Study: U.S. visa laws force 'reverse brain drain'

Immigration reform as the key to halting "reverse brain drain" is highlighted in a study by Harvard and New York University researchers that also reveals the percentage of patents filed by foreigners living in the United States has tripled in the past 10

Study: U.S. visa laws force 'reverse brain drain'

Immigration reform as the key to halting "reverse brain drain" is highlighted in a study by Harvard and New York University researchers that also reveals the percentage of patents filed by foreigners living in the United States has tripled in the past 10 years.

The study points out federal restrictions on permanent visas may be forcing foreign entrepreneurs back home to create rival companies in China, India and elsewhere. Researchers warn that without a change in immigration laws, skilled immigrants will leave the country, and American competitiveness from Silicon Valley to Washington, D.C., could erode.

"We've brought in highly skilled people and given them a training in American business and marketing savvy, and then we force them to go back home and start competing," lead researcher Vivek Wadhwa said. "Companies lose talent, and workers are resentful and angry. It's a lose-lose situation."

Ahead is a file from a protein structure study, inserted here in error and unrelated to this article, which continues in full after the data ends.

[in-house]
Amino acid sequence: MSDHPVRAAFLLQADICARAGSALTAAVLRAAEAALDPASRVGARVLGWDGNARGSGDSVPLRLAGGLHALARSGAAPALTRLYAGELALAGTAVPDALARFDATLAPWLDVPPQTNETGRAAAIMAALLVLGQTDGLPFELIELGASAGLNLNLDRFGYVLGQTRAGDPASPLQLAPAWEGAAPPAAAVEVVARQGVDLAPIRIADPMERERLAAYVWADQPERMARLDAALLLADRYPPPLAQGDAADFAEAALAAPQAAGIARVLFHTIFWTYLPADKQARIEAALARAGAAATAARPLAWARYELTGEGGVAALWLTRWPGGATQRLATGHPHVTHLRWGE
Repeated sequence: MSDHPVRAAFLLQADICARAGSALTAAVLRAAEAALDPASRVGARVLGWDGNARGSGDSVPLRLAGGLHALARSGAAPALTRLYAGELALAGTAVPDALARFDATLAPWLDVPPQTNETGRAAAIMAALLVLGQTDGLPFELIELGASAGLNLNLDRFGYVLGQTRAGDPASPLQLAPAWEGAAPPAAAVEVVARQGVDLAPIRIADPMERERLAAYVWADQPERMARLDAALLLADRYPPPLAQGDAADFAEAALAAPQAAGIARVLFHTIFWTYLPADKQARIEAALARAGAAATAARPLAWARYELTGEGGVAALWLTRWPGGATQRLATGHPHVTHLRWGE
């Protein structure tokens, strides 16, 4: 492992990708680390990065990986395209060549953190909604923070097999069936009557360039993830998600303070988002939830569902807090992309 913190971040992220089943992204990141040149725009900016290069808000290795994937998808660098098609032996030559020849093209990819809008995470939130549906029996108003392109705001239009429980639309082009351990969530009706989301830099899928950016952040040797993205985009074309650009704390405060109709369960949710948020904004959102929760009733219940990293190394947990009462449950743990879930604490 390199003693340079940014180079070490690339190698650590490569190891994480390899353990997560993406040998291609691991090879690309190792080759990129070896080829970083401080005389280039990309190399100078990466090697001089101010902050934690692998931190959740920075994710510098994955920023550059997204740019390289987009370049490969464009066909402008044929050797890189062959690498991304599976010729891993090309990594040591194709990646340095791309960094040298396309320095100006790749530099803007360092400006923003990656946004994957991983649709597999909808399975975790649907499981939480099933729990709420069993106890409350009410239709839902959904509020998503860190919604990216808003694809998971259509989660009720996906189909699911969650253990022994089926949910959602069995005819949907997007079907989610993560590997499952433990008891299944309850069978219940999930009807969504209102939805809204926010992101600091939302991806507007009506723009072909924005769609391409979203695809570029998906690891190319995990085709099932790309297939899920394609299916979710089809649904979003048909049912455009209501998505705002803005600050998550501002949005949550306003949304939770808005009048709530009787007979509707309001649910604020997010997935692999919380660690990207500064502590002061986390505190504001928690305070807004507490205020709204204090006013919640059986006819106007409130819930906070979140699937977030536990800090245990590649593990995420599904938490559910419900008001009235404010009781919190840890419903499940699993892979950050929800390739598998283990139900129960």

Wadhwa is a Delhi-born engineering and business lecturer at Duke and Harvard. He and his co-workers put together a database of inventors who filed patent applications with the World Intellectual Property Organization from 1998 to 2006. They wanted to find out how many were residing in the United States without U.S. citizenship or permanent residency status at the time of their filing.

According to the report, foreign nationals accounted for 7.3 percent of WIPO patents filed from the United States in 1998. By 2006, they more than tripled to 24.2 percent.

WIPO is a part of the United Nations that allows inventors to file a single patent application recognized by at least 125 countries. Researchers didn't analyze applications to the U.S. Patent and Trademark Office, but many inventors file with both simultaneously.

Foreign nationals at technology pioneer Qualcomm Inc. and pharmaceutical leader Merck & Co. accounted for at least 65 percent of applications. Of WIPO applications filed by agencies of the U.S. government, foreign nationals filed 41 percent.

Although the number of patent applications from foreign residents is rising, the United States isn't allowing more inventors to stay here. One type of permanent visa for skilled workers, known as the EB visa, is capped at about 120,120 per year. The limit from any single country is about 8,400.

According to the report, based partly on U.S. Department of State data, more than 1 million foreign nationals were waiting for permanent residency in 2006 - including more than 500,000 highly skilled immigrants.

Agencies

Last Mod: 22 Ağustos 2007, 18:07
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